Seniors are living longer today. They prefer to remain living in their own homes as long as possible. Seniors like their independence. They want their children to get along with each other. Seniors want to live with dignity and respect. Everyone wants seniors to be safe.
Seniors always know what is best for themselves. The children of seniors never argue about their parent’s care. Seniors have open discussions with their children about financial matters. Seniors are safe to continue driving.
For the most part, the statements in the first paragraph are true. Unfortunately, the same cannot be said for the statements in the second paragraph.
No one disputes the fact that being independent and active is key to a senior’s mental and physical health.
However, as seniors grow older, decisions often need to be made about where to live, should the senior continue to drive, how should financial affairs be managed and what kind of medical care is appropriate. These are tough emotional decisions often requiring difficult conversations within a family.
There are several housing options available for seniors, including their own home, an apartment, a retirement home, a long term care home (also known as a nursing home) and living with one of the senior’s children. If the senior wants to continue living on his or her own, can something be done to make that feasible?
Very few people want to give up their driver’s licence as they grow older. Many see such a step as a loss of independence. But for most families, that conversation must take place. Options need to be considered. The driving ability of a senior impacts not only the senior, but also everyone who uses the highway.
For some seniors, the financial cost of such things as housing and care is not a concern. But for others, creative ways need to be found in order for the senior to be able to live as independently and safely as possible.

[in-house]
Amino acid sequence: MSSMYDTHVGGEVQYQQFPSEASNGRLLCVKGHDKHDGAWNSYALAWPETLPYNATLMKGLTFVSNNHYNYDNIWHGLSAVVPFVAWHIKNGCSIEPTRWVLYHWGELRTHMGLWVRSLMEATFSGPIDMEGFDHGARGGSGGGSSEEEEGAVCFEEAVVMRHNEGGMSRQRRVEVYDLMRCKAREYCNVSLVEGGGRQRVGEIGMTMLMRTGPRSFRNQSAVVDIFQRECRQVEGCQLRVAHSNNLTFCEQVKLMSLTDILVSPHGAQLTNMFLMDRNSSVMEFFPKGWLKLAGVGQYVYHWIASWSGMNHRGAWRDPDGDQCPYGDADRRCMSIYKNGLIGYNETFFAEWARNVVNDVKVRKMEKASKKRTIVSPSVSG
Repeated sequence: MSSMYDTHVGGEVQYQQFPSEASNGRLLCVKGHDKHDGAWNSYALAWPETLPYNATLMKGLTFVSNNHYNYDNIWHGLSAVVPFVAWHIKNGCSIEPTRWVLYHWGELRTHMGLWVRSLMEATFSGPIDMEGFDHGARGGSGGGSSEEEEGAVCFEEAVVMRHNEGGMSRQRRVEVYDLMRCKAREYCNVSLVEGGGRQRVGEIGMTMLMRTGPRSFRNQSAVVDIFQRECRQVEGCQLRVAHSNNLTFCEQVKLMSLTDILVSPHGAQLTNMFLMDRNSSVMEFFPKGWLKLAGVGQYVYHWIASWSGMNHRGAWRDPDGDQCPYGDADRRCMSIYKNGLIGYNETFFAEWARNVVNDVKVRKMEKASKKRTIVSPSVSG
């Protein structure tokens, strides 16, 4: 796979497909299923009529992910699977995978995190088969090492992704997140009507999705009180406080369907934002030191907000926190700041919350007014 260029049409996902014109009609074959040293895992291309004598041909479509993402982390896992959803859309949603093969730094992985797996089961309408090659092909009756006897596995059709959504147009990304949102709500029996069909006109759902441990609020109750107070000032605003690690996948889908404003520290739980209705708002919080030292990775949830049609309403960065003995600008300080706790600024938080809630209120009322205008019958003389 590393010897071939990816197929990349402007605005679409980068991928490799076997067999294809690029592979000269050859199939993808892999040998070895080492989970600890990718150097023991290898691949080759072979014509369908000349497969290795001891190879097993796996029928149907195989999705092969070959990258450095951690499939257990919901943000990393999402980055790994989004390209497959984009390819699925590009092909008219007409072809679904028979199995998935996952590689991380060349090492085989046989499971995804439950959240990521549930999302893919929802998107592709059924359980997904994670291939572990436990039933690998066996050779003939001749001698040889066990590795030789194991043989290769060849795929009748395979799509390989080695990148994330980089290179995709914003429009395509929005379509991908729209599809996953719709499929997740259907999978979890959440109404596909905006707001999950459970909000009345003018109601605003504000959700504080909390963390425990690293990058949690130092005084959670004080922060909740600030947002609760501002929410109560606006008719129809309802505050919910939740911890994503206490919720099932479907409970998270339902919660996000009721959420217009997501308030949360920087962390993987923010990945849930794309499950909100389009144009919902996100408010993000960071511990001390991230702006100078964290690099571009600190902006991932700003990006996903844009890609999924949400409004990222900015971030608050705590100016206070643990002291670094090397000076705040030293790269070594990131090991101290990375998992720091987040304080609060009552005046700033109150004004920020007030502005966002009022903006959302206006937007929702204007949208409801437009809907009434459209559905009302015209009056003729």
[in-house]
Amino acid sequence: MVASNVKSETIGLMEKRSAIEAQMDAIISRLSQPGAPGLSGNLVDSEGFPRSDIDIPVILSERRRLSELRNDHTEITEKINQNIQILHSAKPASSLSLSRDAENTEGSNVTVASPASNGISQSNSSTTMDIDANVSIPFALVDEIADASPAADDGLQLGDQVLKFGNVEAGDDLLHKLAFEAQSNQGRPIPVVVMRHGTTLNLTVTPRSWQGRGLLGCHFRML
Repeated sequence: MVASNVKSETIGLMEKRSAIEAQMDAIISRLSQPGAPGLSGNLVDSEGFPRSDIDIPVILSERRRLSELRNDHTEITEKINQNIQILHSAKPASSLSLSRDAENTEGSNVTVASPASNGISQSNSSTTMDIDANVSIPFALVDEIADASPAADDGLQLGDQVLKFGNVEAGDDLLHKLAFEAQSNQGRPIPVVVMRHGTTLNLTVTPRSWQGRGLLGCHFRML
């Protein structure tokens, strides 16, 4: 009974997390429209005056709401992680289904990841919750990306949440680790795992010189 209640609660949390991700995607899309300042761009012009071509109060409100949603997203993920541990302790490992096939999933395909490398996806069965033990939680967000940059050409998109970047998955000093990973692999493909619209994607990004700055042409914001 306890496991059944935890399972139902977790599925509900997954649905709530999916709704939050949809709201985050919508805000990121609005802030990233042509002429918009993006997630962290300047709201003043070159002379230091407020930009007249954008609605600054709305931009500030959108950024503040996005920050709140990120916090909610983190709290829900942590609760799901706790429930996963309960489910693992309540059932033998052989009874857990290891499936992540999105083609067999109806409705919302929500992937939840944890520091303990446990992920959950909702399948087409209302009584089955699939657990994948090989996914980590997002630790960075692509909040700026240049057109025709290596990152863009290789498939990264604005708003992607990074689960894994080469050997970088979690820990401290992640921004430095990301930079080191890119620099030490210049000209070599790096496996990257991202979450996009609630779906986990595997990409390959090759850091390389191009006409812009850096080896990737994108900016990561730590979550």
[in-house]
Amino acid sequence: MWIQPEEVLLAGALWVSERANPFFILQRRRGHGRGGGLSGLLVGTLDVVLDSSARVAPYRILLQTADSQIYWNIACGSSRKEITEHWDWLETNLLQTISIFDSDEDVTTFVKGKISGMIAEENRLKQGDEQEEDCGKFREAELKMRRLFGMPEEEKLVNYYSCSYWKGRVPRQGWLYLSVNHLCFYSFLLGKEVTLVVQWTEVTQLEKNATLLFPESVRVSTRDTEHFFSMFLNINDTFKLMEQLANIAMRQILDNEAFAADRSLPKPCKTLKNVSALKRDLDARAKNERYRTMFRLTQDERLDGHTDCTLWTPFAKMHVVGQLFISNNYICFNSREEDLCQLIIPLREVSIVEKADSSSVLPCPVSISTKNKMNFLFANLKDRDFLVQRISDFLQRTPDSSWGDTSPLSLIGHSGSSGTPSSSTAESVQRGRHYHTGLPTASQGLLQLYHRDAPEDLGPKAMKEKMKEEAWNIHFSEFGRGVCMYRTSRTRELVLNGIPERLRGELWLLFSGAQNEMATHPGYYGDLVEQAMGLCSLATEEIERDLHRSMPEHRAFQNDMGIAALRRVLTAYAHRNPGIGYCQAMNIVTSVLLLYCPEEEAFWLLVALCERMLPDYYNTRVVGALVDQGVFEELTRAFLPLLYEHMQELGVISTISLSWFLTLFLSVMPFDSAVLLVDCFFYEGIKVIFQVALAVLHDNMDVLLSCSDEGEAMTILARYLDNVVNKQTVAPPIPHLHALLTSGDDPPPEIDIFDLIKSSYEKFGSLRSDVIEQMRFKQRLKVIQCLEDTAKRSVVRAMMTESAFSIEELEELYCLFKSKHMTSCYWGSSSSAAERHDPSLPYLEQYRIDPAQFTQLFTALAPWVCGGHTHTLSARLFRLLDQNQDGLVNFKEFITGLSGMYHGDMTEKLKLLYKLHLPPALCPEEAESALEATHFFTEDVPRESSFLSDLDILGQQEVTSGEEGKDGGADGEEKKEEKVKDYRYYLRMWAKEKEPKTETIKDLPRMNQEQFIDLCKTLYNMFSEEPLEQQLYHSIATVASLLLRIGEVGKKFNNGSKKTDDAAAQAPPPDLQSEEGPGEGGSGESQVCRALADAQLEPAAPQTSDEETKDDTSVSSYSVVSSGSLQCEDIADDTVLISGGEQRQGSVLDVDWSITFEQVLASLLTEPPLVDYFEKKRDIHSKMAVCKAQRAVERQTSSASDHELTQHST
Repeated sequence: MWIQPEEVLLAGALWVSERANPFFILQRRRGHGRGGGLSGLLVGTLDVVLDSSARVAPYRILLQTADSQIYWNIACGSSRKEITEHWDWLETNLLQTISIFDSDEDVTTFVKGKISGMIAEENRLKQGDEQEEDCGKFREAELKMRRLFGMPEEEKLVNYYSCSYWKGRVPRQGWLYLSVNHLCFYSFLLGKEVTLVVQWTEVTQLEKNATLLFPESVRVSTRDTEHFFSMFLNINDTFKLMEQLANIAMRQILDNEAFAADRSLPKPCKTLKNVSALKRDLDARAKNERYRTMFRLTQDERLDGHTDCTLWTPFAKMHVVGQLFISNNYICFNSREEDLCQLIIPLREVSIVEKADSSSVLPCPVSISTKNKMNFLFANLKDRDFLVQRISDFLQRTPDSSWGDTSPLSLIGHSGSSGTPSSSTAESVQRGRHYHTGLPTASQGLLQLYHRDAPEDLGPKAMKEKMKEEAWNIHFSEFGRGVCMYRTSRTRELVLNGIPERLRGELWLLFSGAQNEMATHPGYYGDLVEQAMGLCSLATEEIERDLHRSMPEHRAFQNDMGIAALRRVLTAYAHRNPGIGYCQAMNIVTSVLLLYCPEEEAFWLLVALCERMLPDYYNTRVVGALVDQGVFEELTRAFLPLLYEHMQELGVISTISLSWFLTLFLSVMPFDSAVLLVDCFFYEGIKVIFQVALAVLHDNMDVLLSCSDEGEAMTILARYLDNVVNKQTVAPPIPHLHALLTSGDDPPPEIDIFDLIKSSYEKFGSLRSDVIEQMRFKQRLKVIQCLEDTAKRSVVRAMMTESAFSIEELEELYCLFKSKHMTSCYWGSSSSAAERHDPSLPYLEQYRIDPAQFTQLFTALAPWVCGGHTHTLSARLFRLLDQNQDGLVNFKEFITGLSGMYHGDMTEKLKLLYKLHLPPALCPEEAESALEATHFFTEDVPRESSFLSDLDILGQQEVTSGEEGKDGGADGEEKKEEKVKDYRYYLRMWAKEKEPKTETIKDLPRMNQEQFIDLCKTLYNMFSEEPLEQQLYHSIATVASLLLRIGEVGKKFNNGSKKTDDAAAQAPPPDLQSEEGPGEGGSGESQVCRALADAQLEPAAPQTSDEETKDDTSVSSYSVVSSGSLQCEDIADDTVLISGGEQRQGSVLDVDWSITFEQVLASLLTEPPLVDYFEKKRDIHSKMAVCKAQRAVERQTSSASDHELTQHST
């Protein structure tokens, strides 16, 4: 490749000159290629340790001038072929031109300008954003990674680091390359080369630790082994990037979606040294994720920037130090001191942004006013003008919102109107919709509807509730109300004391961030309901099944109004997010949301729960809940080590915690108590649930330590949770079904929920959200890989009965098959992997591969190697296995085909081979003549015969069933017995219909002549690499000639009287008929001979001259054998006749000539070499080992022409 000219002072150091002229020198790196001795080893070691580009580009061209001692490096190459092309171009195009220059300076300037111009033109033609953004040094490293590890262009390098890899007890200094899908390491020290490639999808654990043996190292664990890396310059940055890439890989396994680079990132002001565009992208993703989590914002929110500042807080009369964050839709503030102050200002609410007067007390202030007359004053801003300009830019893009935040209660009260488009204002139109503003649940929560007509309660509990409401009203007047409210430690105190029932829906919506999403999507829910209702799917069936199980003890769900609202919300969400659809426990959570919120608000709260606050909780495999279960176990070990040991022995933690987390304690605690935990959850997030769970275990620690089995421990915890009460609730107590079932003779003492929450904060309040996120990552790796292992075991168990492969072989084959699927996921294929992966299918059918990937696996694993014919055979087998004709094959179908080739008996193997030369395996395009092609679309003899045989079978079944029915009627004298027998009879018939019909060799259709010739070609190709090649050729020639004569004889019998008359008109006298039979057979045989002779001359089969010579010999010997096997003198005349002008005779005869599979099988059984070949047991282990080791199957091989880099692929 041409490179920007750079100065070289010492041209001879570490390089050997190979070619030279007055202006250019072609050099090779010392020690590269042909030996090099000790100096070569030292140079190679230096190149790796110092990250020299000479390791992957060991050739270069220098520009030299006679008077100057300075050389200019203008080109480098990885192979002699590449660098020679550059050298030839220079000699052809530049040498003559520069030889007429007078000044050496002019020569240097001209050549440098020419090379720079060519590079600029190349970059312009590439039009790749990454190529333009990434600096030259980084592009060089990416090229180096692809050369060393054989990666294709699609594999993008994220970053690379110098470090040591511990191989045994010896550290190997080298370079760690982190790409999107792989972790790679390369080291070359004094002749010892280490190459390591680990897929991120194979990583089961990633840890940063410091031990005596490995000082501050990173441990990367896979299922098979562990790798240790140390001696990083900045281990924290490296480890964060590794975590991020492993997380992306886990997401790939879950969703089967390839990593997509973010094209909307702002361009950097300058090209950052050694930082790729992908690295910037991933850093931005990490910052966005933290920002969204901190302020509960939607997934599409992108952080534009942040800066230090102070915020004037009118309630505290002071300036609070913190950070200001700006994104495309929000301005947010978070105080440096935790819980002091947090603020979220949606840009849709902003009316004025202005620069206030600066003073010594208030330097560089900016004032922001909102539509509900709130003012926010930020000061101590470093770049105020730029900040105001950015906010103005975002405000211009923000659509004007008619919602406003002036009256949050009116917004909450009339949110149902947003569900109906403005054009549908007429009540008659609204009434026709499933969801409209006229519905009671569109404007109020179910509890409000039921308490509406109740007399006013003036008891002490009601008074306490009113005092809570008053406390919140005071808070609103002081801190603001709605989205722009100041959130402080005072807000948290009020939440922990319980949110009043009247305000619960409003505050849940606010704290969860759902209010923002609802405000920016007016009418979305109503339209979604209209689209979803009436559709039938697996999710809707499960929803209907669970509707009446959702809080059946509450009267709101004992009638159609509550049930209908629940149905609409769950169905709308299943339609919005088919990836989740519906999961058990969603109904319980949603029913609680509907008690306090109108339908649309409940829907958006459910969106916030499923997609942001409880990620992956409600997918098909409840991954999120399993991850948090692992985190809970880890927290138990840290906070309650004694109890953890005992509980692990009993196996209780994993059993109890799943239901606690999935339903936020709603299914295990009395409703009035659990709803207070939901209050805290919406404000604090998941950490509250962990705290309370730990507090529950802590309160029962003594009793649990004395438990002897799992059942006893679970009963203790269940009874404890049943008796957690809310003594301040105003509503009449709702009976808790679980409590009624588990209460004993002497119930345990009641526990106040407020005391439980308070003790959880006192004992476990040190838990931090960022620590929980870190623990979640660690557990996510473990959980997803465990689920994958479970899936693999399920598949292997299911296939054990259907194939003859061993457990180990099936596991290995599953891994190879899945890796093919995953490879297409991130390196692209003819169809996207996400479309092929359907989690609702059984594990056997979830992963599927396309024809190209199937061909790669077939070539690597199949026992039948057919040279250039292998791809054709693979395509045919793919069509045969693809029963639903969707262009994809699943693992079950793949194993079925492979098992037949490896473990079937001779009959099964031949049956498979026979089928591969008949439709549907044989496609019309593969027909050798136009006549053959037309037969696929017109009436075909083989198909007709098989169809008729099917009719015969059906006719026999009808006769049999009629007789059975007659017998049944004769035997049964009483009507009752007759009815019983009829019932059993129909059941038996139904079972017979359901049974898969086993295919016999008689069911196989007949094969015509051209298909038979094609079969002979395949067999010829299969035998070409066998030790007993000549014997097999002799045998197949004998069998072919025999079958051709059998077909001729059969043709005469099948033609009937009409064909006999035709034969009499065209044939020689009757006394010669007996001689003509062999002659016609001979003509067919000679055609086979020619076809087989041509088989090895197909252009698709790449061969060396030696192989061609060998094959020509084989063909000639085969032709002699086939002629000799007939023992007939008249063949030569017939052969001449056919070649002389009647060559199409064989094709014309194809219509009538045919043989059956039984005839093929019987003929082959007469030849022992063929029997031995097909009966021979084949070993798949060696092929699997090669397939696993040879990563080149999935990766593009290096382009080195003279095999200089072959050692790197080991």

Has the senior signed both a financial power of attorney and a personal care power of attorney? Is the senior’s will up to date? Does the senior even have a will?
Are one or two of the children doing so much of the caregiving that burnout is inevitable? Are those one or two children resentful of their siblings because of the lack of help from the other siblings?
Is everyone being realistic?
What role can the various family members play in the care – including physical and financial – of the senior?
Some families are able to talk openly among themselves about these issues. Sometimes the solutions come easily. Other times there may initially be some raised voices and hurt feelings. But in the end a resolution that everyone feels comfortable with is reached.
In some families, the topics of finances, investments, wills and powers of attorney are off-limits in conversations between parents and their adult children.
Are there rivalries among the adult children?
If you have more than one person involved in the discussion, many times you will have more than one opinion of what should be done.